The BMA claims that the government's new plans will mean an end to the established and trusted relationship between a GP and their patient. But, there is no reason why this should be the case. They are not designed as a replacement for GP surgeries, instead they are a compliment to them. Patients can still have the same relationship with their GP as they always have. Continuity of care will remain the same.

In addition, while polyclinics will be open longer and later, they will also be able to offer quick appointments and reduce waiting times for outpatient treatment that is currently done in hospital.

One of the biggest challenges the government faces is improving primary care treatment. We need to move away from the idea that the 'hospital' is the sole provider of health care services. Most patients who turn up at A&E could be treated elsewhere and waiting lists for outpatient treatment remain high. By improving primary care treatment we stop people who don't really need to go to hospital from ending up there, we free up services in hospitals so that they concentrate on the really serious stuff, we reduce hospital costs and we treat patients locally which is what most people want.

Polyclinics are just one new attempt to do this. They will provide a one-stop shop for a range of services - from simple blood tests to x-rays to other diagnostic and outpatient treatments, which will be more helpful to patients with long-term medical conditions.

It seems that the BMA has now teamed up with the Conservatives to oppose the measure. Their claim that the government wants to close 1,700 GP surgeries will resonate with voters unless the government gets its act together and make the case for these clinics. Health Secretary Alan Johnson should force the measure through and appeal to the public directly. It has a strong, convincing argument. It should also expose the vested interests of the BMA who only care about a reduction of their power.

Any battle between the government and doctors is bound to be controversial and difficult. Look at the government's current relationship with the Association of Police Officers. But there are some fights worth having. And if polyclinics can offer any sort of improvement to primary care treatment then they are at least worth a try.

Friday, 13 June 2008

Fight the Smears

Barack Obama's campaign team has set up its own website to fight the Internet rumours which have been swirling around the Senator in recent weeks.

Rumours about candidates are hardly new and the Internet is usually the medium with which they are promoted. For example, it was a website which broke the Monica Lewinsky scandal and in 2004 accusations about John Kerry's Vietnam war experience were circulated effectively across the Web.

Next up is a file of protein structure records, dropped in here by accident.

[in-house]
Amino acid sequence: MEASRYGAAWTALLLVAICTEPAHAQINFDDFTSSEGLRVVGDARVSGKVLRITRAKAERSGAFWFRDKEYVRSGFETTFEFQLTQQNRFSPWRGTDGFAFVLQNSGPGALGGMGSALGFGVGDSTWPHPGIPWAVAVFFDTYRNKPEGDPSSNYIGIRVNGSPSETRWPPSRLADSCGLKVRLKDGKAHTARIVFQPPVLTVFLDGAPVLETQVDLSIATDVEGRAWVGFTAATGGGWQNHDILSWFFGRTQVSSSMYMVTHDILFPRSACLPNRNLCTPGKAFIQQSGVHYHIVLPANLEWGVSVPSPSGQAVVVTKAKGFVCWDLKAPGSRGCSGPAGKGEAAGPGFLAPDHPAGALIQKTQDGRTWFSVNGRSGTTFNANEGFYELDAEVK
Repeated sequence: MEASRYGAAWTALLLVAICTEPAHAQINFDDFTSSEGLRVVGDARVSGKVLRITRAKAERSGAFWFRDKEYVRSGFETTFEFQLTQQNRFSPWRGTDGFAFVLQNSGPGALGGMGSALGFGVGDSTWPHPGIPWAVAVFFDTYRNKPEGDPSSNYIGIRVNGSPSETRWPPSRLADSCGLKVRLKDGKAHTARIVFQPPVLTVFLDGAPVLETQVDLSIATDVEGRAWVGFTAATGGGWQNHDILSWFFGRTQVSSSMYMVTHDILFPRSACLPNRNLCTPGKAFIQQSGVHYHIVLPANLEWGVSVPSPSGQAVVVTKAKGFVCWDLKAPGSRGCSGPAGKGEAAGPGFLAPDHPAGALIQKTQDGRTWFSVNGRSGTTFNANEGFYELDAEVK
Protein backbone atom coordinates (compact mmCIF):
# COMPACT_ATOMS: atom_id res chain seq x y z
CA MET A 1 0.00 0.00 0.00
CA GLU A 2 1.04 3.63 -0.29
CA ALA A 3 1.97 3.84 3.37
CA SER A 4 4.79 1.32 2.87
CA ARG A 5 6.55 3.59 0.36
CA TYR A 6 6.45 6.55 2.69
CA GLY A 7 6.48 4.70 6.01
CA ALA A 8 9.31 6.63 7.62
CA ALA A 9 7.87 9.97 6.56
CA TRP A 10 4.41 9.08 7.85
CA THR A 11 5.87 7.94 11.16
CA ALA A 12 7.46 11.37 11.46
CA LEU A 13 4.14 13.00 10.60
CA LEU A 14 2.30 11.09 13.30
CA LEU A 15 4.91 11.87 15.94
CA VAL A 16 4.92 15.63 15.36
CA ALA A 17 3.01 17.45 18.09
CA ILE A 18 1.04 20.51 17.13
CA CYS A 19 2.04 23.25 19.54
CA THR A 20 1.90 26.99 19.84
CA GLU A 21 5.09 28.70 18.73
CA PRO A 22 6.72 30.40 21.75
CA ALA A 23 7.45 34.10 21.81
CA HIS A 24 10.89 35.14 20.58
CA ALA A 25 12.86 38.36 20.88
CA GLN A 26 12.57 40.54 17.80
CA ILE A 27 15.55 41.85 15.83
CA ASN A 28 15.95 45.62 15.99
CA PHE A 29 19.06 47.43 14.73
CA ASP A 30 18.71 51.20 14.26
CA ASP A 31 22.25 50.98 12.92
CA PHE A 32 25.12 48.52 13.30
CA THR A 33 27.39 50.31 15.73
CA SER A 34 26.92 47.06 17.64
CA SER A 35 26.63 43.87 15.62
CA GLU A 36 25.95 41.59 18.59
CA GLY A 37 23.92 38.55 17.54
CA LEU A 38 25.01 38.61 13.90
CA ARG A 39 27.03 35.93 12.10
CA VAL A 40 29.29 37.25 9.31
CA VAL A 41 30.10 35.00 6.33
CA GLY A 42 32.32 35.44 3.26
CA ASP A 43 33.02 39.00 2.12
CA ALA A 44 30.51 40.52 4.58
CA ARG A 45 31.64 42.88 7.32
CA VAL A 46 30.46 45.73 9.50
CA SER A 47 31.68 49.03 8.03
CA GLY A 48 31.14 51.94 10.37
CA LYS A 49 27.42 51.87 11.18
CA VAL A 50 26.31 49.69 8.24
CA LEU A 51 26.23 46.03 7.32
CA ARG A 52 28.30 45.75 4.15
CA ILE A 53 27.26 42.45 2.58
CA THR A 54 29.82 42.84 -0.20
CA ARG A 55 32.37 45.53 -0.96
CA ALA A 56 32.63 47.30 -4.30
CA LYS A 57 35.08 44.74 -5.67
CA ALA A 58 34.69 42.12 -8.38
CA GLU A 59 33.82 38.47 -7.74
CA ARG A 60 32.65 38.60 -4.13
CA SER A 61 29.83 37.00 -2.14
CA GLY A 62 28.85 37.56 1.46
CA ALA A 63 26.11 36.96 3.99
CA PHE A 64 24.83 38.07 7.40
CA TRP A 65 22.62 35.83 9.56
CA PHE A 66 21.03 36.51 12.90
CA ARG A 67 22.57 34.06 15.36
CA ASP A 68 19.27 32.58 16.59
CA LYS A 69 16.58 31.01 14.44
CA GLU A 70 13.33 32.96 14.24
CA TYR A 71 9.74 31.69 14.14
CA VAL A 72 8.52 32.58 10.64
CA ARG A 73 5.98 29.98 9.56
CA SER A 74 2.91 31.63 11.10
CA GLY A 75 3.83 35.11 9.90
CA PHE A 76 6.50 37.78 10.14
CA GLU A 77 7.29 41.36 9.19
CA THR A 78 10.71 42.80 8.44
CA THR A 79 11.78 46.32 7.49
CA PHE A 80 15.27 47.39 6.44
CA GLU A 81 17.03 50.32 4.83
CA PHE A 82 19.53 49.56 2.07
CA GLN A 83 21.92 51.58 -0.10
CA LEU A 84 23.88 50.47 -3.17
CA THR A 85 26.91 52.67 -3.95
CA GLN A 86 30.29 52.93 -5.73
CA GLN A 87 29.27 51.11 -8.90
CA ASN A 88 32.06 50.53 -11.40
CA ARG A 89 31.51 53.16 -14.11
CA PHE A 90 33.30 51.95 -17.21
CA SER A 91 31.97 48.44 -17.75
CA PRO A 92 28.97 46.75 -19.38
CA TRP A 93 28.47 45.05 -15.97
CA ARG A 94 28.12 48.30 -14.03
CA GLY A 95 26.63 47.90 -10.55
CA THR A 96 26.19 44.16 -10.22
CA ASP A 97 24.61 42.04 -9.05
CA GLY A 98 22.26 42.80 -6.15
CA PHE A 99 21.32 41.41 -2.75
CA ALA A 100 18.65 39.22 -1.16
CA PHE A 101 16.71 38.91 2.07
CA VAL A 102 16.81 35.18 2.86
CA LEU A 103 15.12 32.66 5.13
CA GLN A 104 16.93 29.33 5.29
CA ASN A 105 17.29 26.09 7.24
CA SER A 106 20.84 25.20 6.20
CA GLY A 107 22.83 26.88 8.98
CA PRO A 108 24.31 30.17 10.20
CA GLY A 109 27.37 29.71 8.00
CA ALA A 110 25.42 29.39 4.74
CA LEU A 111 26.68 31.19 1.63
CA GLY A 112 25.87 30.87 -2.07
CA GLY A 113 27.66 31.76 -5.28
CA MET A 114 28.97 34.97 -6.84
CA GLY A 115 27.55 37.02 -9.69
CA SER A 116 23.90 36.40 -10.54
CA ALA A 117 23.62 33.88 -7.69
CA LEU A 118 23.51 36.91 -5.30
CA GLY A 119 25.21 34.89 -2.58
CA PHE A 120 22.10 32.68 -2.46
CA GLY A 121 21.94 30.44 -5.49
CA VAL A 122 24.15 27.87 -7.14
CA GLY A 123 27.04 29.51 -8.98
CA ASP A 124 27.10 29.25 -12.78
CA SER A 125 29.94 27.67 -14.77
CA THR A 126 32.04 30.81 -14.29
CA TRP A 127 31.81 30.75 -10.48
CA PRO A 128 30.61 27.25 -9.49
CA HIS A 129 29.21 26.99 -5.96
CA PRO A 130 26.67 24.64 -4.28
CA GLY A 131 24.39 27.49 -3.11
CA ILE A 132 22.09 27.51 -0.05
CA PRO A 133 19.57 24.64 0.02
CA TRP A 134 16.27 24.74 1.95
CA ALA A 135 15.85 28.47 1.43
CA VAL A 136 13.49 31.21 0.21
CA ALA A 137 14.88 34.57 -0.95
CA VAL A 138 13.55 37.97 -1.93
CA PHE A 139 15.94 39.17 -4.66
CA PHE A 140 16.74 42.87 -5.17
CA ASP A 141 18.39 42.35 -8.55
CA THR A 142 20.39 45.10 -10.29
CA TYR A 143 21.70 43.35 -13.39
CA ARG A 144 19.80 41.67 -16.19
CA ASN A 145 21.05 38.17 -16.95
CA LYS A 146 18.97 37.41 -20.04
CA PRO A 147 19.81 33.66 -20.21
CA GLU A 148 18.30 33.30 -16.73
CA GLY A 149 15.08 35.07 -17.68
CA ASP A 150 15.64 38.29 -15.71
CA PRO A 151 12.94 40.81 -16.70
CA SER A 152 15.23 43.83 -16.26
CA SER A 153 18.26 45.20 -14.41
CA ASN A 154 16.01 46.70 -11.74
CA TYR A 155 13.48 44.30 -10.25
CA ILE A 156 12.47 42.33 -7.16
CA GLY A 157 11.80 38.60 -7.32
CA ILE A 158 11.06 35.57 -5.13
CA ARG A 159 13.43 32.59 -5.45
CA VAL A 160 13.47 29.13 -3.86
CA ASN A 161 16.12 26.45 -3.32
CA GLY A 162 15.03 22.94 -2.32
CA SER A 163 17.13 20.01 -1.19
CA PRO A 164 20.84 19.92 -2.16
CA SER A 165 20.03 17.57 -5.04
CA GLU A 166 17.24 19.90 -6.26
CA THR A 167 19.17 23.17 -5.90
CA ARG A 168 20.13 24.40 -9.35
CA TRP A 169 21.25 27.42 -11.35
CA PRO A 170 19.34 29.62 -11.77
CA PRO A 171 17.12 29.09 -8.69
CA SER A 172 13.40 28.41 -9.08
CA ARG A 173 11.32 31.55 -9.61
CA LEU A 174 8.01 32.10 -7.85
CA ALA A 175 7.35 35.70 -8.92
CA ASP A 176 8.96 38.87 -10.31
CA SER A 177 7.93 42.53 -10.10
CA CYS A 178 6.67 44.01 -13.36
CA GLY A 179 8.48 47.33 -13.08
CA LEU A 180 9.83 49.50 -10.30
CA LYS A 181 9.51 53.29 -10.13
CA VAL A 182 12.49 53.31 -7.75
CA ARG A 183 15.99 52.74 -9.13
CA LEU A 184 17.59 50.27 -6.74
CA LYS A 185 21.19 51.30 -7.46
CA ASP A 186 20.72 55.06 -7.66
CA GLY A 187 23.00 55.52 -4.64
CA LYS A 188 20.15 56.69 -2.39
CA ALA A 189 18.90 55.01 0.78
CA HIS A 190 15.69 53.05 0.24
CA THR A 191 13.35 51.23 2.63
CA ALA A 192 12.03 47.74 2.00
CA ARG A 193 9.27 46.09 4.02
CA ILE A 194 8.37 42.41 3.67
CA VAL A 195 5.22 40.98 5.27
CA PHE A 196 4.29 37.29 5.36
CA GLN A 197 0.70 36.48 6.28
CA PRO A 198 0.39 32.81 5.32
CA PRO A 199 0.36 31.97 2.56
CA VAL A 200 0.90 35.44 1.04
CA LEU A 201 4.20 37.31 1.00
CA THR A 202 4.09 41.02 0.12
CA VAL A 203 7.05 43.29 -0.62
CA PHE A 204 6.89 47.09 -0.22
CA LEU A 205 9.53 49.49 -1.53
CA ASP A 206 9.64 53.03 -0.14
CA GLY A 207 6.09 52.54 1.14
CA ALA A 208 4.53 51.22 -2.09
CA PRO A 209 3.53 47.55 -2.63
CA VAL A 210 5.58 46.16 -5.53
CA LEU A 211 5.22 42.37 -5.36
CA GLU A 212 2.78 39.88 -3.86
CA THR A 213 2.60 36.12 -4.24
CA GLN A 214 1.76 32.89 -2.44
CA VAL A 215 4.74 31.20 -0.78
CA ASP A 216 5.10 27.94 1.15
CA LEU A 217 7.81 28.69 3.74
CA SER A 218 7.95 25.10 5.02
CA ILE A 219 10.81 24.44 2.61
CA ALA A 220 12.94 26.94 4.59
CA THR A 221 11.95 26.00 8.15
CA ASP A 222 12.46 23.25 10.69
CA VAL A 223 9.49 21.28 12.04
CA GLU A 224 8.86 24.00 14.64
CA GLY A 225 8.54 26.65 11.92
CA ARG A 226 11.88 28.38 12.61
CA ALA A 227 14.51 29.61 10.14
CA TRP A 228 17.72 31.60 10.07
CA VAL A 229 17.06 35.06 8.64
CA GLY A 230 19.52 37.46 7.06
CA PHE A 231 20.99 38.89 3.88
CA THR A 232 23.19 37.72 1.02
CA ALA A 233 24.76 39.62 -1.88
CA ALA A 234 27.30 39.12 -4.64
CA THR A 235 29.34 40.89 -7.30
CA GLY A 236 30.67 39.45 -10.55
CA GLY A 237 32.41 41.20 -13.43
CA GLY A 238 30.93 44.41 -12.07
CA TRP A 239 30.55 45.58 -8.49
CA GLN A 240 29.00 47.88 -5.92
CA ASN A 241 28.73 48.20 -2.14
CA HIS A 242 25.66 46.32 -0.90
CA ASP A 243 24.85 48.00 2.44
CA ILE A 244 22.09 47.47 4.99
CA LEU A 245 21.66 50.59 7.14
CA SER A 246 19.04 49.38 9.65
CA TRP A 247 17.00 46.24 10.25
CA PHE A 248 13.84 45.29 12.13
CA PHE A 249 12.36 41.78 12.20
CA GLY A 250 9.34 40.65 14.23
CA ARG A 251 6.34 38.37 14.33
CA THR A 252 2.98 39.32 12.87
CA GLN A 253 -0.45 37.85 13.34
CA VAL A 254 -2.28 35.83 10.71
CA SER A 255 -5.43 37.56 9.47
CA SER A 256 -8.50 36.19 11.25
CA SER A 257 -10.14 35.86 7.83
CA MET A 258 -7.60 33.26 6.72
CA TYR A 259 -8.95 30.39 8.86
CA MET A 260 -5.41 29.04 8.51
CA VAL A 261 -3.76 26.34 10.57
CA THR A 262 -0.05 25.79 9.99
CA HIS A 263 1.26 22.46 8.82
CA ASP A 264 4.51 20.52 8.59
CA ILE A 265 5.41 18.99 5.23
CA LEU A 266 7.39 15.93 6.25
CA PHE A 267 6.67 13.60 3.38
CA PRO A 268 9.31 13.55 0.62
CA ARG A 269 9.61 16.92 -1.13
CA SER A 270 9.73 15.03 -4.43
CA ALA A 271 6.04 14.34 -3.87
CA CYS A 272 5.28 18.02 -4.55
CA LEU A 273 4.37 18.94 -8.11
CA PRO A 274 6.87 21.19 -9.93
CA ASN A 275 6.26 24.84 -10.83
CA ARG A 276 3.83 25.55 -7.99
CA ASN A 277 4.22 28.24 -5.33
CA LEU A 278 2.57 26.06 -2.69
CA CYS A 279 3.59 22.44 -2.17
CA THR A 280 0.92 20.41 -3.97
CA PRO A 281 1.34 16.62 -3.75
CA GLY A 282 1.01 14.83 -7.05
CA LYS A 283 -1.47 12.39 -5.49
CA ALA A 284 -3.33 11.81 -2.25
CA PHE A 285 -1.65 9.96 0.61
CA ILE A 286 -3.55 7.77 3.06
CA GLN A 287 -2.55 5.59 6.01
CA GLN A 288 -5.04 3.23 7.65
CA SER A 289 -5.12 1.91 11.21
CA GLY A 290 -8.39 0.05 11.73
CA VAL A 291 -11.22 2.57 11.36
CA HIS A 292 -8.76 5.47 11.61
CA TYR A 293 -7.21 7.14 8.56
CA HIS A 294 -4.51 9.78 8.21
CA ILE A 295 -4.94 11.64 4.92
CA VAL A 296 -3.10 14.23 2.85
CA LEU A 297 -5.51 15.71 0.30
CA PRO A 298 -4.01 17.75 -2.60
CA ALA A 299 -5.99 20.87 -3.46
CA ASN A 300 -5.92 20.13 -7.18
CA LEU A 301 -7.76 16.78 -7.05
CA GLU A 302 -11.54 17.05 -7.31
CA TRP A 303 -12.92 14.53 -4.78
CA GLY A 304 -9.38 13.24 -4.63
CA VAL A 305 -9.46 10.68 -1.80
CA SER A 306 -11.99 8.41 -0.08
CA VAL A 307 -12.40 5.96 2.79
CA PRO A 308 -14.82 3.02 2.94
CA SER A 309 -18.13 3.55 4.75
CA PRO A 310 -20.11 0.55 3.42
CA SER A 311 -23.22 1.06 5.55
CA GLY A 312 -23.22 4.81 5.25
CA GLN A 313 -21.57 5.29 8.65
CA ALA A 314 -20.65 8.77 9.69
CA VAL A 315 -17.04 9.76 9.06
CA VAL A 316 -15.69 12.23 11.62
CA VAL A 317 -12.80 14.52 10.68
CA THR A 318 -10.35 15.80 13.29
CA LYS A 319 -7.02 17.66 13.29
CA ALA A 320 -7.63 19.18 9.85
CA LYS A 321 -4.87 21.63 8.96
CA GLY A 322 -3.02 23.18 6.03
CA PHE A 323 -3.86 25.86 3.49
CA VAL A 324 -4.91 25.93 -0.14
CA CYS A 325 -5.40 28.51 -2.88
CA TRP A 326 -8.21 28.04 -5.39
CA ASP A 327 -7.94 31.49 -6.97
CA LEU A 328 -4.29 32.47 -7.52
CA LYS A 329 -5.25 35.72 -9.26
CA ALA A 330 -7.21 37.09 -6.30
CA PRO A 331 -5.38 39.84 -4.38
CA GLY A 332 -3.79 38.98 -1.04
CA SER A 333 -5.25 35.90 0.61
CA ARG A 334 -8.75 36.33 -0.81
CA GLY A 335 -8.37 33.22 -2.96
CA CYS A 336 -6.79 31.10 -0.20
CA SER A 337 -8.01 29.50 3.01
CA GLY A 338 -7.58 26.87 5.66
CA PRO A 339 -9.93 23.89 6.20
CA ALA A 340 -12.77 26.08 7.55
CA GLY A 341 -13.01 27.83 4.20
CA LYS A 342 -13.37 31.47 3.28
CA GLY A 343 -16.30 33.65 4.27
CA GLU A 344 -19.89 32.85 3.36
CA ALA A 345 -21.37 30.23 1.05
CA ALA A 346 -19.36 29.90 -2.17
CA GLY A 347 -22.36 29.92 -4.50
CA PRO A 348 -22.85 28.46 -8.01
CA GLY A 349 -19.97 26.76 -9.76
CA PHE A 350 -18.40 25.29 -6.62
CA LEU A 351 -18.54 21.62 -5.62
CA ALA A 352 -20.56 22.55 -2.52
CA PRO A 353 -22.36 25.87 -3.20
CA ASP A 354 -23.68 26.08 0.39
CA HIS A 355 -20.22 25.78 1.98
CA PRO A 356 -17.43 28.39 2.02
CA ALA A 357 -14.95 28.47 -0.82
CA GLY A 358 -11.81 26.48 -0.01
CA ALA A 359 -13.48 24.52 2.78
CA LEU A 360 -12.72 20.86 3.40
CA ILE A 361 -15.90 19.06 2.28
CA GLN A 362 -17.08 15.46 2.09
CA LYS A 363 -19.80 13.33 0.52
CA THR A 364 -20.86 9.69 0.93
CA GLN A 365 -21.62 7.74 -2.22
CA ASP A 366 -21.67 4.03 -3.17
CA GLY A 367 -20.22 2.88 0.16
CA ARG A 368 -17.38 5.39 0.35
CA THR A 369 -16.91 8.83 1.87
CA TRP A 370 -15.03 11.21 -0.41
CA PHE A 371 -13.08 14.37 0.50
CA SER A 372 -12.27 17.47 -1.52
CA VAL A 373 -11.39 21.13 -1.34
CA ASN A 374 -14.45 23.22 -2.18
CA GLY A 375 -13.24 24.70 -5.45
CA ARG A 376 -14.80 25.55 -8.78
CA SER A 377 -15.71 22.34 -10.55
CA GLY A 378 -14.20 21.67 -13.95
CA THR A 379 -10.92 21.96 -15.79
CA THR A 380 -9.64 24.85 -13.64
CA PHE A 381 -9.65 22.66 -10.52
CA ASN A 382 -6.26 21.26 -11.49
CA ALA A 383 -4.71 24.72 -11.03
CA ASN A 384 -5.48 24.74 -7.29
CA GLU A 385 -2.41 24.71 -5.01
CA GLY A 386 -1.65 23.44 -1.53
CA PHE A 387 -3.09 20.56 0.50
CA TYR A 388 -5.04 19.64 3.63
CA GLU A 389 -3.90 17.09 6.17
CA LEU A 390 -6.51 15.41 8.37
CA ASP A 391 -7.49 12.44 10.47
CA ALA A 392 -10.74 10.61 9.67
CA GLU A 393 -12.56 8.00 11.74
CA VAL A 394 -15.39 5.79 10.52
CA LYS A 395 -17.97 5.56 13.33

But I think the Obama campaign's decision to set up an instant rapid rebuttal Internet unit - - marks the first time in an election that this has been used.

Although, it is probably going to generate some attention because it repeats what the rumours are, I think it shows the seriousness with which modern politicians are treating the Internet as a communications tool. It also makes sense to rebut accusations as soon as they materialise in order to stop them growing and feeding the more traditional print media. The Obama campaign was obviously worried they may have an effect further down the line too. However, it also proves how innovative the Obama campaign continues to be.

Incidentally, it was Andrew Jackson who first set up an instant rapid rebuttal unit in the General Election of 1828 to counter accusations by his opponents of bigamy and murder! Thank goodness, the rumours about Obama are not quite as bad as that.

Thursday, 12 June 2008

The Shame of 42-Days Detention

I disagree fundamentally with the Government's stance on 42-day detention and was very disappointed that Parliament voted last night to approve it.

It is unnecessary, unjustified and unforgivable. A crass example of playing politics with our civil liberties.

A consensus on 28 days was reached two years ago and there was no need to go back and review it. I cannot understand why Brown has done it.

Certainly, a defeat would have led to a fresh round of speculation about his judgement and leadership so I can understand the pressure on Labour MPs to support the government. But, unless I am mistaken, there was little public pressure on the government to increase the time. And Brown can only play that card once.

Just because public opinion was in favour of the changes once they were introduced, doesn't make them right either. Heck, most members of the public would like to see the death penalty re-introduced but I don't see Gordon Brown leading the charge for that one. (Incidentally, David Davis supports the death penalty but he hasn't resigned on a matter of principle over that!)